After that, the woman—Becca was her name—brought the kid around a lot. At first John tried to stop her. He said Christopher didn’t like him. That he cried as soon as she left. That he was too busy to watch the kid. But none of that was true.
The truth was the kid kinda liked him. The truth was he didn’t bat an eye when Becca left. The truth was John had nothing better to do. The truth was John liked having him around. The truth was the kid reminded him of Sam.
There was a small park right next to the SnoSlush stand. John decided to take the kid there. Becca didn’t have work today, but she showed up breathless at his door that morning. John didn’t ask, and she didn’t tell. He learned not to ask much from Becca. He took a few bills from her when she had them, but mostly he watched the kid for nothing. Mostly he watched the kid for himself.
At the park, John strapped the kid into one of those black rubber swings that look really uncomfortable, but kids seem to like. Christopher laughed, John heard a click, and then they were both blinded briefly by white light. John looked around for the source of the flash, and saw a guy wearing dirty jeans and a white t-shirt loping off around the corner, a camera strung around his skinny neck. And just like that, the story started up again.
His sister tapped her foot on the kitchen floor, mashing some lingering potato chips into smaller pieces. Any other time she would have noticed.
“I told you to leave it alone, Jonny.” She was holding the latest paper in her hands, the one with the picture of him and the kid sharing an ice cream cone at Tasty Freez. The headline read, “Sweet Surprise for River Baby and his Savior Sitter.” John smiled.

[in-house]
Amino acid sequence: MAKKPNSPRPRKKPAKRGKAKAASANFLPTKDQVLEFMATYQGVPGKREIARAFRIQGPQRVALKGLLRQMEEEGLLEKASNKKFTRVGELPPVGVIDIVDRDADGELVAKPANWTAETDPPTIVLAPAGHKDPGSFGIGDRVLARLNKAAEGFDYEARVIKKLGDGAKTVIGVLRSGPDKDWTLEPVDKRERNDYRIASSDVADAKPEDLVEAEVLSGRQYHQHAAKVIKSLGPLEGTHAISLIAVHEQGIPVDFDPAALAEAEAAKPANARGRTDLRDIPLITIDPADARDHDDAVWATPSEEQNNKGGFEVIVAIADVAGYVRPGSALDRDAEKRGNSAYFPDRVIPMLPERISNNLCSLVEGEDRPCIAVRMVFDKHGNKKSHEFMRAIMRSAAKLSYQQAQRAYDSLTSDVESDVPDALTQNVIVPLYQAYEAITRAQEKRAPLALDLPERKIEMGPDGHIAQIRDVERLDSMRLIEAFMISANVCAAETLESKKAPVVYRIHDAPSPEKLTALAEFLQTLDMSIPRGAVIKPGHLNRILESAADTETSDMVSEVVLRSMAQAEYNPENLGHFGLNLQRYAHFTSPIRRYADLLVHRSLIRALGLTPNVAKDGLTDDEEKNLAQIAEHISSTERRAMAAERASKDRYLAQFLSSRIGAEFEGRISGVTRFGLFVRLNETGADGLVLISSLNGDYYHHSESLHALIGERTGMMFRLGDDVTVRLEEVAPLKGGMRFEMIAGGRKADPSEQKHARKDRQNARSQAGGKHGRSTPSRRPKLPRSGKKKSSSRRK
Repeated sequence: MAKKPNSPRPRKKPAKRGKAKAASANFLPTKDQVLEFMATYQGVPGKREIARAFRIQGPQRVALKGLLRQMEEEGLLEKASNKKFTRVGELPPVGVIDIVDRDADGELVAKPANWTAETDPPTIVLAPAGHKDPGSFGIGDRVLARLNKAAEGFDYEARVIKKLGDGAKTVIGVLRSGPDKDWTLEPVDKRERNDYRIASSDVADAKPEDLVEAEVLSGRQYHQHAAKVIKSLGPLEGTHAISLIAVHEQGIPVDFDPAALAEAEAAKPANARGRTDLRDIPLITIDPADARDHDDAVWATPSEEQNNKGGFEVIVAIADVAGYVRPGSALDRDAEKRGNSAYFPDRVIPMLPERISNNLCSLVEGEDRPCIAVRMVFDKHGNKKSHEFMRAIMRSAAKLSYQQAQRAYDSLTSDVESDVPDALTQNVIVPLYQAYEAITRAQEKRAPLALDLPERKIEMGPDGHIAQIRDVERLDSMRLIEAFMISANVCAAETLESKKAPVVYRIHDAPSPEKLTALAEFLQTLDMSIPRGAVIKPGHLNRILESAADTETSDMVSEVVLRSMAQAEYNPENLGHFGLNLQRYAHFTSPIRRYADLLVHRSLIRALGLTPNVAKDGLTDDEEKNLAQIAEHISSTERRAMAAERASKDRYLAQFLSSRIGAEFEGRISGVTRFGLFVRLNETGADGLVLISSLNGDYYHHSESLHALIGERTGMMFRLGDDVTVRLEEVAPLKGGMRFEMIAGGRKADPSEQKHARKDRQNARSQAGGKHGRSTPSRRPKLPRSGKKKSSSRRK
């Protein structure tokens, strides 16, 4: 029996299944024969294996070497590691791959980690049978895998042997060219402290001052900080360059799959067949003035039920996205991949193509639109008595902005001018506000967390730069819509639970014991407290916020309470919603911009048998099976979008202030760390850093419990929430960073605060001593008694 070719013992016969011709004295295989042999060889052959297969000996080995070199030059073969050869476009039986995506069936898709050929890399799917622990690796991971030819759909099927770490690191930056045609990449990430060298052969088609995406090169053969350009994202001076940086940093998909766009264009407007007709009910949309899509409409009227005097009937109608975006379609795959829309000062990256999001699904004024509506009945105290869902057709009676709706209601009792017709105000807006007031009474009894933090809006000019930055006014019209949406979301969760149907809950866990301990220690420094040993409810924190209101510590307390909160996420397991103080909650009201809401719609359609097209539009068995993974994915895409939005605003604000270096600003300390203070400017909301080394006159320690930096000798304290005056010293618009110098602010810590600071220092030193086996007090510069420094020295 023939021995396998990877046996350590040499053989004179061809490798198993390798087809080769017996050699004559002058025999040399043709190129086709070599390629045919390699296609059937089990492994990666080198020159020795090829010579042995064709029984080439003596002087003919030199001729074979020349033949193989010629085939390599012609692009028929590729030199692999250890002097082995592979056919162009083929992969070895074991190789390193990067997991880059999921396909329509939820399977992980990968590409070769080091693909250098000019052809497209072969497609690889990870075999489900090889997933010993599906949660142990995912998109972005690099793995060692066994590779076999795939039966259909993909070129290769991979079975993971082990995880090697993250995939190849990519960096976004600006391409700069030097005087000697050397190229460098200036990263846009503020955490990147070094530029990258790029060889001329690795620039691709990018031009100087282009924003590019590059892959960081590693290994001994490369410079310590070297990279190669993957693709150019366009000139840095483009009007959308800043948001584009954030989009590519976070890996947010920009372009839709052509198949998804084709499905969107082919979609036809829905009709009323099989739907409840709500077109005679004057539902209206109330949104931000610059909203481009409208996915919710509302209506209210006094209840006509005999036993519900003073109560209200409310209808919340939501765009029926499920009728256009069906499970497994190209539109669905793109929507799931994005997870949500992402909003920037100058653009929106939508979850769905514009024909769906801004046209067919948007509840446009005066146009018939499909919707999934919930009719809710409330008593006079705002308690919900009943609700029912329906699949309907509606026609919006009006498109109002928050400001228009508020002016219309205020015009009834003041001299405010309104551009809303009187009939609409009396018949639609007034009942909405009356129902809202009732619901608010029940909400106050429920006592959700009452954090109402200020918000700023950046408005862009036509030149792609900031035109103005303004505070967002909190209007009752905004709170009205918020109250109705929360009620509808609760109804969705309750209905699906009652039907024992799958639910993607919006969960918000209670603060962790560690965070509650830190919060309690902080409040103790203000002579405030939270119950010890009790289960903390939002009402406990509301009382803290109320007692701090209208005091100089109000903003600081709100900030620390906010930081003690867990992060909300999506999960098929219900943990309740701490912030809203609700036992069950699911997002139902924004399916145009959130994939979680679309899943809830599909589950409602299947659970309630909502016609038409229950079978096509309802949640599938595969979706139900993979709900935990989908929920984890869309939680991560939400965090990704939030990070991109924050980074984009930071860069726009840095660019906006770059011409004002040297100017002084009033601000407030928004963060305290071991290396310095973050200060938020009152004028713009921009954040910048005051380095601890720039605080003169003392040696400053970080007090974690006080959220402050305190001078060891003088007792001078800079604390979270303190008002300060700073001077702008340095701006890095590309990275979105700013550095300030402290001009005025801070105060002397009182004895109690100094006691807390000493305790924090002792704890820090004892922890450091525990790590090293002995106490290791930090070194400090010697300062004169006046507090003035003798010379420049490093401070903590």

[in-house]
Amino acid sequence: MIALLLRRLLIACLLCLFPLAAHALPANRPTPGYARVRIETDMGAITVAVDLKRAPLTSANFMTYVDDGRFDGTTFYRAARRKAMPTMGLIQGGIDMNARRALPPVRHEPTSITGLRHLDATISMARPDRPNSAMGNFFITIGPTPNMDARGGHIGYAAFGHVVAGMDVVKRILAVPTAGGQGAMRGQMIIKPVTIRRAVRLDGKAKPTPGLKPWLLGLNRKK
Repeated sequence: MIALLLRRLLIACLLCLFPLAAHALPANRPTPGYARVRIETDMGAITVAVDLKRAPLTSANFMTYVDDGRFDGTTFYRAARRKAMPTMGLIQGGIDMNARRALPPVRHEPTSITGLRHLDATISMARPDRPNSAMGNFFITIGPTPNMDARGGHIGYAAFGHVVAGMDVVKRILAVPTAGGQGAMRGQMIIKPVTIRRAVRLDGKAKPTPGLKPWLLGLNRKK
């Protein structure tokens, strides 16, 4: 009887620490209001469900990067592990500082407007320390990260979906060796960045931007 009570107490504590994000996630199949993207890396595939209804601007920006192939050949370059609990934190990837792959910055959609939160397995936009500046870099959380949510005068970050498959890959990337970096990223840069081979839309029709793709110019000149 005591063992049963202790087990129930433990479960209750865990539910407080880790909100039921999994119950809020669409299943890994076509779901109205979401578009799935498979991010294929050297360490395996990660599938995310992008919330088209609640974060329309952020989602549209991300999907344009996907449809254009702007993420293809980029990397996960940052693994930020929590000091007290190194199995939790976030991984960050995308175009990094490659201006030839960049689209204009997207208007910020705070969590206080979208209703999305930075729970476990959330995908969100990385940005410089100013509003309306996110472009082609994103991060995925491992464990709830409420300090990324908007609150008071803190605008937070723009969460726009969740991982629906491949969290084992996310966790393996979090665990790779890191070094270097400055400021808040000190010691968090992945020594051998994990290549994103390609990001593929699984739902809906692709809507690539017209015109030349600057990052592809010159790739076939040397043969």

His sister balled up the paper and threw it at him. John didn’t catch it, and it bounced off his chest and landed on the floor.
“Think this is funny? This ain’t your kid, Jonny. This ain’t your business.”
John reached into the fridge and pulled out a Miller Lite. “Wanna beer?”
His sister looked at him with an expression that started with disgust and ended with pity. “You know I don’t drink.”
“Just thought I’d ask. Just bein’ polite.”
His sister scrunched up the empty garbage bag in her hand and tossed it under the sink. “Leave the kid alone, Johny.”
For the first time in ten years, John watched his sister leave his house as messy as when she came.
John decided to build the fence the first time he walked the kid home. He wasn’t sure why no one else suggested it after the kid fell in—it seemed like something the news people would do and then run a story about later. Becca just nodded when he suggested it, but smiled really big later when she saw it finished and looking nice. John liked seeing her smile, though it made his cheeks burn when she caught him staring.
Christopher liked the fence too, but probably just because it was bright white and new and different. Probably for the same reasons he liked John. The first time he set the kid down in the new yard he just tottered along the fence line, running his chubby hands over the slated wood. John had sanded it down before painting to make sure there would be no splinters. Becca watched from the back porch for a bit, but then went in the house to get ready for her shift. The kid didn’t flinch.